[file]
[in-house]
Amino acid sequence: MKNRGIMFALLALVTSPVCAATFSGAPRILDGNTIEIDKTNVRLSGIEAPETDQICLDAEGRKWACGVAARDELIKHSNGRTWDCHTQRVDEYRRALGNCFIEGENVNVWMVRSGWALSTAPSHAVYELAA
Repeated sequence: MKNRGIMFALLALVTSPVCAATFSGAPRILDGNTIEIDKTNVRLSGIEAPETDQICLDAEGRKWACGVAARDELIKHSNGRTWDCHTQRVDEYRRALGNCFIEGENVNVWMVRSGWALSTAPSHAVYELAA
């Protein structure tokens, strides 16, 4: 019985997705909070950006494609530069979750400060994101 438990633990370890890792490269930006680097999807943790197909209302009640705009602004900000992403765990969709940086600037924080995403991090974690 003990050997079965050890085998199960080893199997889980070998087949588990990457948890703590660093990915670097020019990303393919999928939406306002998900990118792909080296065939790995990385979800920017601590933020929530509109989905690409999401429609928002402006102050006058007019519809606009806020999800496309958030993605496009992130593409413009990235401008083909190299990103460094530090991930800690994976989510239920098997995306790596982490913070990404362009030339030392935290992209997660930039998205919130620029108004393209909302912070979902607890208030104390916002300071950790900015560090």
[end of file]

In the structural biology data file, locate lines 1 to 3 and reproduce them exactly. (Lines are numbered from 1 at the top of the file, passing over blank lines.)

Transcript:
[in-house]
Amino acid sequence: MKNRGIMFALLALVTSPVCAATFSGAPRILDGNTIEIDKTNVRLSGIEAPETDQICLDAEGRKWACGVAARDELIKHSNGRTWDCHTQRVDEYRRALGNCFIEGENVNVWMVRSGWALSTAPSHAVYELAA
Repeated sequence: MKNRGIMFALLALVTSPVCAATFSGAPRILDGNTIEIDKTNVRLSGIEAPETDQICLDAEGRKWACGVAARDELIKHSNGRTWDCHTQRVDEYRRALGNCFIEGENVNVWMVRSGWALSTAPSHAVYELAA